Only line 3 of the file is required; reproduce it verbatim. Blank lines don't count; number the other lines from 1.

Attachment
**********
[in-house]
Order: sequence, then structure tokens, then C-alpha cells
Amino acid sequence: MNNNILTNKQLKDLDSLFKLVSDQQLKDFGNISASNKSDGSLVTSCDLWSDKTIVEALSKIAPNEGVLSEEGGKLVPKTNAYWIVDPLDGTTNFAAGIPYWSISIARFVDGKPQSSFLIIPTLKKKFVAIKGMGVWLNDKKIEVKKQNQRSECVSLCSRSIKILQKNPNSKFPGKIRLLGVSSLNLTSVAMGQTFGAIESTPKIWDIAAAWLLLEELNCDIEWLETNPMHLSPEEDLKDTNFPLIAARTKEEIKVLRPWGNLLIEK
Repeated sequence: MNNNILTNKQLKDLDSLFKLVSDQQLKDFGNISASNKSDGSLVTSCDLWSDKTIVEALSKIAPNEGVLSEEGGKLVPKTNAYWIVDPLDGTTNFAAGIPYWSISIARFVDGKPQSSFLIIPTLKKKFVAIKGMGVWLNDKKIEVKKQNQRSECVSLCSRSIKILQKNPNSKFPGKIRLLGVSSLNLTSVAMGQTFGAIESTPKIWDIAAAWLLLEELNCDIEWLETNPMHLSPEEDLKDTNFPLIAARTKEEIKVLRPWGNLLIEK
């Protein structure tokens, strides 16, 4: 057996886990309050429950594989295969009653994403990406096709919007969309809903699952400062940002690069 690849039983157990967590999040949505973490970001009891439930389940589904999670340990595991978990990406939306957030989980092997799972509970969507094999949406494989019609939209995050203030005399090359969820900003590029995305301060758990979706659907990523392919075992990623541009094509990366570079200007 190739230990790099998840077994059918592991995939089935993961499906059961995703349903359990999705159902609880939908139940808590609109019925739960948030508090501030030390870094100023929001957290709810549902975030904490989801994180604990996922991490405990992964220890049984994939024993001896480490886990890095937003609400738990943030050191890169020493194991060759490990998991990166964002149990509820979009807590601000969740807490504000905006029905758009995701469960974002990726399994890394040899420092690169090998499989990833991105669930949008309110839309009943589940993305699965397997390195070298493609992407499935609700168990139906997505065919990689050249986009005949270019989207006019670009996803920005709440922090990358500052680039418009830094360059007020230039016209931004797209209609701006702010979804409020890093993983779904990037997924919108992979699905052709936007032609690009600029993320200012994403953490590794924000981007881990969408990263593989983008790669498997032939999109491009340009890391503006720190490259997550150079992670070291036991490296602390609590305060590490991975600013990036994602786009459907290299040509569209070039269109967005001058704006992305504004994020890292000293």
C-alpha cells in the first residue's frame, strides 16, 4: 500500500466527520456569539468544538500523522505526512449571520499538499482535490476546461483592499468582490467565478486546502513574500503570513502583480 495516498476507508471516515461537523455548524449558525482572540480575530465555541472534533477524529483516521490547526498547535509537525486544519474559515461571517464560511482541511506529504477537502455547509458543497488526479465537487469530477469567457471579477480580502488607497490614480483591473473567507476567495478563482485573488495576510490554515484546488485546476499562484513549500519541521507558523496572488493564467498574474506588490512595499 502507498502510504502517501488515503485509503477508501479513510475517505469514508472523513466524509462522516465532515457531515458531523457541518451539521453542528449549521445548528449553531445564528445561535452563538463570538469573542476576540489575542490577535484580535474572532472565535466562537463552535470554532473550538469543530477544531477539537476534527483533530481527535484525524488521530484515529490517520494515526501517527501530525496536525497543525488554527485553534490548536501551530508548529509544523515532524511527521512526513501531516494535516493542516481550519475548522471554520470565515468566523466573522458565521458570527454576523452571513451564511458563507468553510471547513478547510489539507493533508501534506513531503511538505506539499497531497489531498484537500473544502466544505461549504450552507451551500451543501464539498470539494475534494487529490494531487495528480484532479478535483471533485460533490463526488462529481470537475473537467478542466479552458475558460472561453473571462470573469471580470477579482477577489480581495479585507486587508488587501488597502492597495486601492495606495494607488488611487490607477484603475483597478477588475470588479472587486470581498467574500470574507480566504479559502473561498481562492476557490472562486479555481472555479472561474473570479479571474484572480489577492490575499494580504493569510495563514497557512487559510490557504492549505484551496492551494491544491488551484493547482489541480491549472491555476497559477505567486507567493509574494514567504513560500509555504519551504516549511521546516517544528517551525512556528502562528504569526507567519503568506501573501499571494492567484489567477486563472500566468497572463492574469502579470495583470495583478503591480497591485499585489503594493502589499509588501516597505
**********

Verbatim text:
Amino acid sequence: MNNNILTNKQLKDLDSLFKLVSDQQLKDFGNISASNKSDGSLVTSCDLWSDKTIVEALSKIAPNEGVLSEEGGKLVPKTNAYWIVDPLDGTTNFAAGIPYWSISIARFVDGKPQSSFLIIPTLKKKFVAIKGMGVWLNDKKIEVKKQNQRSECVSLCSRSIKILQKNPNSKFPGKIRLLGVSSLNLTSVAMGQTFGAIESTPKIWDIAAAWLLLEELNCDIEWLETNPMHLSPEEDLKDTNFPLIAARTKEEIKVLRPWGNLLIEK